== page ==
Ah, no, it wasn't anything controversial that I recall. And I probably could have phrased that differently. I apologize for that. Tom Glavine has usually been an interesting interview, and he has been a very thoughtful and important voice for the union, especially during his playing career. He has strong opinions and he's a Hall of Famer, and I had an experience with him in Cooperstown where he, um, wondered what I was doing there. I was invited. But I took a hint and left the conversation.
  • I'll go first on Paul DeJong: I see 20 homers, maybe 75 RBIs and a 250-270 average on a consistent basis. Pretty good for a shortstop, right? Do the Cardinals see more? Does anyone see less?
    I imagine you could get a whole bunch of answers to this question depending on who you ask. The Cardinals dig their shortstop, and they see an offensive upside there. Shildt was ready t make him the cleanup hitter for this season -- and he could still be, of course. They see 30-homer upside, and if there's OBP ahead of him then RBIs galore was he works to improve what undermined his season in 2019 -- lack of RISP success. It's good to bet that you've got a shortstop with those 20 homers, maybe in that 20-25 range but also a .800+ OPS. That is a solid shortstop, one of the most productive in the division, for sure, and it's production that plays at third base if he eventually moves there. No need to do so now.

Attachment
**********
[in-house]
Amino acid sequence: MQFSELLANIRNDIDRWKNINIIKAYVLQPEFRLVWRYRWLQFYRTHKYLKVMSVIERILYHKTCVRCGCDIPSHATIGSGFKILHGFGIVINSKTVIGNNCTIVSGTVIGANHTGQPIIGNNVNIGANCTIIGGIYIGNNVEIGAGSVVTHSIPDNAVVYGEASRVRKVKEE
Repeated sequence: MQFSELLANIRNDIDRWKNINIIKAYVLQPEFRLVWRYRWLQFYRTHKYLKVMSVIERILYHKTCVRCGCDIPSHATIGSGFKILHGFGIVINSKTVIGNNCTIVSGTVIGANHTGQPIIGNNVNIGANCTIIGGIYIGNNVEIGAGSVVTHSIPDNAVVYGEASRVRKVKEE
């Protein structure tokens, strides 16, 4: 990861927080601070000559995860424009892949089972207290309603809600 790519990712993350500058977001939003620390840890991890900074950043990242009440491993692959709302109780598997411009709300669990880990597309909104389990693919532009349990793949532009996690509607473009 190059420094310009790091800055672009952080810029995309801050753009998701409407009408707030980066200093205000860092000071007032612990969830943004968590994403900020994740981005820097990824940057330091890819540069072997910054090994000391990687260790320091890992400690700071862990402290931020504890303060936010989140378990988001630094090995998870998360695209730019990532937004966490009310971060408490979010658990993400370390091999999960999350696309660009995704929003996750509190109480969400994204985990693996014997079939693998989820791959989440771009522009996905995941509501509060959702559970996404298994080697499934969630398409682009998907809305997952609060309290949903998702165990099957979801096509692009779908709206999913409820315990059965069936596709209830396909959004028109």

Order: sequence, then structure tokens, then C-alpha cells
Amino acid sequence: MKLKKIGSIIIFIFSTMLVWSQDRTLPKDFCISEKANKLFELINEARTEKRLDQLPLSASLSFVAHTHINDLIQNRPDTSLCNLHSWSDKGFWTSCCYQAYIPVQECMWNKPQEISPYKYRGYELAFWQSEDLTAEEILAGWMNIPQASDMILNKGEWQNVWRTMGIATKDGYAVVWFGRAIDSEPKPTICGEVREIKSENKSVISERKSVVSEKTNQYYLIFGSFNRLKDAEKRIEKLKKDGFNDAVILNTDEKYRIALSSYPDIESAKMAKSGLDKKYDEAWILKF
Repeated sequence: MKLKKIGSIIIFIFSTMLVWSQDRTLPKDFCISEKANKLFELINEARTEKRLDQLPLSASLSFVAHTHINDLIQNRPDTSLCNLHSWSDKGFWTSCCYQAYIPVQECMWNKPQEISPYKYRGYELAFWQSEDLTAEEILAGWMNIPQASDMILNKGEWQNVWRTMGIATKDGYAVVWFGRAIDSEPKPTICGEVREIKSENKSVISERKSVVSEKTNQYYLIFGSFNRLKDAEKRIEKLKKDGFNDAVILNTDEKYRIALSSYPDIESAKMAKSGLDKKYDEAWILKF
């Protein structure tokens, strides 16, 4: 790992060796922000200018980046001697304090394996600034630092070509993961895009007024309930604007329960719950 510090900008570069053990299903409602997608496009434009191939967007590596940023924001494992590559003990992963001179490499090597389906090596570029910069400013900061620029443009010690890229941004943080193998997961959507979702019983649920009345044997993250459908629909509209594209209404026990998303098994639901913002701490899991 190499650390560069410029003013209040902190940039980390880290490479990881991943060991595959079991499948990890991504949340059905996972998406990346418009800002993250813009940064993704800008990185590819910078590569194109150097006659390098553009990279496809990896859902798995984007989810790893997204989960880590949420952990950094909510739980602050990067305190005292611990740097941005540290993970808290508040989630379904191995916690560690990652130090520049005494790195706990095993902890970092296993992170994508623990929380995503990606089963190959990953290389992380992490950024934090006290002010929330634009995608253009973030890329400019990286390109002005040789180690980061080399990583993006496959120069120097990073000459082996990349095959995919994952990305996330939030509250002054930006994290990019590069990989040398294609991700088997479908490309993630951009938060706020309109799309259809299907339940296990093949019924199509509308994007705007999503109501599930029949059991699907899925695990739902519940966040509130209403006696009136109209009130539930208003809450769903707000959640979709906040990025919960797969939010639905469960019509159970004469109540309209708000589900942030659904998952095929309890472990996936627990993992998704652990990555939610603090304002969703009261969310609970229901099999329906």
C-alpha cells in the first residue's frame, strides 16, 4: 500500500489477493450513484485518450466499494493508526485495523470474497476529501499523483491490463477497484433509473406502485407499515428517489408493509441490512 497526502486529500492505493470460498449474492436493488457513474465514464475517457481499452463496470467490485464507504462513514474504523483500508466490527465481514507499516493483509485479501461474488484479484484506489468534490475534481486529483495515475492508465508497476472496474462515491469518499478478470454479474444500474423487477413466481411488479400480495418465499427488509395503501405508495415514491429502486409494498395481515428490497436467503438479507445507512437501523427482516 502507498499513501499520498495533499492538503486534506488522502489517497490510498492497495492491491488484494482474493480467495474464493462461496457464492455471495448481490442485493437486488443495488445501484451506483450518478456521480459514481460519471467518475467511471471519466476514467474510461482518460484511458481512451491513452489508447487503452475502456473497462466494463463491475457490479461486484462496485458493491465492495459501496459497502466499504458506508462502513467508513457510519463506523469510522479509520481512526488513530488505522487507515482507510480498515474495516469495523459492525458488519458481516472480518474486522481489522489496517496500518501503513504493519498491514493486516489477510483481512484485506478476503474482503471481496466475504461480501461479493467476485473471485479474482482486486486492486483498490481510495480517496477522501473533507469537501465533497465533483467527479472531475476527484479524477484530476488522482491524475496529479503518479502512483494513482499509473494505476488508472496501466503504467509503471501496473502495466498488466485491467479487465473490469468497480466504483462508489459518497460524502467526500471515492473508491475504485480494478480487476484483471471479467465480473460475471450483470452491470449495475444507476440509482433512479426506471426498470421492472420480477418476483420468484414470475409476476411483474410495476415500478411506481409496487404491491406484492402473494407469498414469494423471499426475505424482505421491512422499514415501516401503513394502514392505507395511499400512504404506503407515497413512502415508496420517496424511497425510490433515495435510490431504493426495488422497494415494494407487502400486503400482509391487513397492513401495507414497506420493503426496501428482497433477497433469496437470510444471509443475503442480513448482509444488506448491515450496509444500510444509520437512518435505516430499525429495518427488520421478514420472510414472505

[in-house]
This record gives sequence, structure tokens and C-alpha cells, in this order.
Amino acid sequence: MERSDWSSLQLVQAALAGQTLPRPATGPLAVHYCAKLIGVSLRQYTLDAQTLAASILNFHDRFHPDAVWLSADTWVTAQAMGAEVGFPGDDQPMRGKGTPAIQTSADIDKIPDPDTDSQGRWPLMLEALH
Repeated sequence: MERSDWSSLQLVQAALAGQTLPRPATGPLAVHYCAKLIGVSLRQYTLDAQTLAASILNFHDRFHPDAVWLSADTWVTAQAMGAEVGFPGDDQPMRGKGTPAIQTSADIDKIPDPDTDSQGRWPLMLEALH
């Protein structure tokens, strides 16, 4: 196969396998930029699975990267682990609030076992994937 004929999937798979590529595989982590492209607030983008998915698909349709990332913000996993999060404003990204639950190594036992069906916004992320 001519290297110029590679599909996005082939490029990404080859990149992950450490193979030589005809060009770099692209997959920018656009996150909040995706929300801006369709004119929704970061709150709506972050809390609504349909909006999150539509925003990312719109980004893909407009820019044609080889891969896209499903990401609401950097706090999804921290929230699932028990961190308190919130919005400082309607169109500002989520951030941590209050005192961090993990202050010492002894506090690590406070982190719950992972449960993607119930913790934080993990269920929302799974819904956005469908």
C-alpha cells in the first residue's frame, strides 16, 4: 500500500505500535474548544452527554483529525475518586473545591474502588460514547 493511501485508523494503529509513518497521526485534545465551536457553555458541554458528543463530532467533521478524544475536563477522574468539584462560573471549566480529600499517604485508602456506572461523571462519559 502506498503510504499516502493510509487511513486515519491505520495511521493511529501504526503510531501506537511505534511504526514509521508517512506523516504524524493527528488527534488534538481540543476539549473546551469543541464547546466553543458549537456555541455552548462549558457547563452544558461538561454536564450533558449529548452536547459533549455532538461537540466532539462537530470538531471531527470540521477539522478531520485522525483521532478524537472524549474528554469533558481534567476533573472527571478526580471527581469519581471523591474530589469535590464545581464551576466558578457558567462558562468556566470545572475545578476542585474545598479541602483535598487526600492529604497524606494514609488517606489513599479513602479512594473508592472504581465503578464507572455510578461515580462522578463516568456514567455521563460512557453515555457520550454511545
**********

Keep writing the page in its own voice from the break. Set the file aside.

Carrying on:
You'll get plenty of owners vs. players questions, so I'll go for a baseball question: What exactly do the Cardinals have in Harrison Bader? Does he have a future here or not? What are the pros and cons to keeping him around?
    He is an elite defensive outfielder and that assures that he's a fourth outfielder, at least. If he doesn't improve as a hitter then he comes off the bench to change games late and subs in for the starters ahead of him or takes over a few starts at ballparks with wide open spaces, like say Coors Field (it doesn't take a brain surgeon to see how good he would be there, no?). If he hits, takes his walks, and gets that OBP up into the mid-300s you're talking about an everyday player at a premium position who can be a part of backend rallies for the lineup. The Cardinals hope that's where Bader gets. He's got the athleticism. He needs the approach at the plate. And at this point the Cardinals are going to try and find out the answer to your question -- if they can get into these games. It feels like every answer is going to be that way.